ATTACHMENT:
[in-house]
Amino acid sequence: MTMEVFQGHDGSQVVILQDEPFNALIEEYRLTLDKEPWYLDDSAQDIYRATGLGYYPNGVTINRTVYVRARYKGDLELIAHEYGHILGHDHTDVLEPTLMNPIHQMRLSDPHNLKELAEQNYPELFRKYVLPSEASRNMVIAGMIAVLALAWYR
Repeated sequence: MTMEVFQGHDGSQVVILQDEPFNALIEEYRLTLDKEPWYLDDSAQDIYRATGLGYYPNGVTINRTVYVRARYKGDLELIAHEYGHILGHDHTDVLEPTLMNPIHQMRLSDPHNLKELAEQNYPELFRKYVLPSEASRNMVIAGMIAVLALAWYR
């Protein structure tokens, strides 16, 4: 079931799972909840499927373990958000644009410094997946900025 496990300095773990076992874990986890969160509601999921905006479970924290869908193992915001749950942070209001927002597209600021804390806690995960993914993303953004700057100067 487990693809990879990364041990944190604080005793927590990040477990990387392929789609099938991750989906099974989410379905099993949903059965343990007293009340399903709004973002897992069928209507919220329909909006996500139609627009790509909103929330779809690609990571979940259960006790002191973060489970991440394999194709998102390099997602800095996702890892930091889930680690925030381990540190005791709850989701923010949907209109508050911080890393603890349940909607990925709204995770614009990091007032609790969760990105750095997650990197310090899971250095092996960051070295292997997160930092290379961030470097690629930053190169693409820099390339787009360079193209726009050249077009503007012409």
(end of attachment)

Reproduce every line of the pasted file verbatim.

[in-house]
Amino acid sequence: MTMEVFQGHDGSQVVILQDEPFNALIEEYRLTLDKEPWYLDDSAQDIYRATGLGYYPNGVTINRTVYVRARYKGDLELIAHEYGHILGHDHTDVLEPTLMNPIHQMRLSDPHNLKELAEQNYPELFRKYVLPSEASRNMVIAGMIAVLALAWYR
Repeated sequence: MTMEVFQGHDGSQVVILQDEPFNALIEEYRLTLDKEPWYLDDSAQDIYRATGLGYYPNGVTINRTVYVRARYKGDLELIAHEYGHILGHDHTDVLEPTLMNPIHQMRLSDPHNLKELAEQNYPELFRKYVLPSEASRNMVIAGMIAVLALAWYR
């Protein structure tokens, strides 16, 4: 079931799972909840499927373990958000644009410094997946900025 496990300095773990076992874990986890969160509601999921905006479970924290869908193992915001749950942070209001927002597209600021804390806690995960993914993303953004700057100067 487990693809990879990364041990944190604080005793927590990040477990990387392929789609099938991750989906099974989410379905099993949903059965343990007293009340399903709004973002897992069928209507919220329909909006996500139609627009790509909103929330779809690609990571979940259960006790002191973060489970991440394999194709998102390099997602800095996702890892930091889930680690925030381990540190005791709850989701923010949907209109508050911080890393603890349940909607990925709204995770614009990091007032609790969760990105750095997650990197310090899971250095092996960051070295292997997160930092290379961030470097690629930053190169693409820099390339787009360079193209726009050249077009503007012409």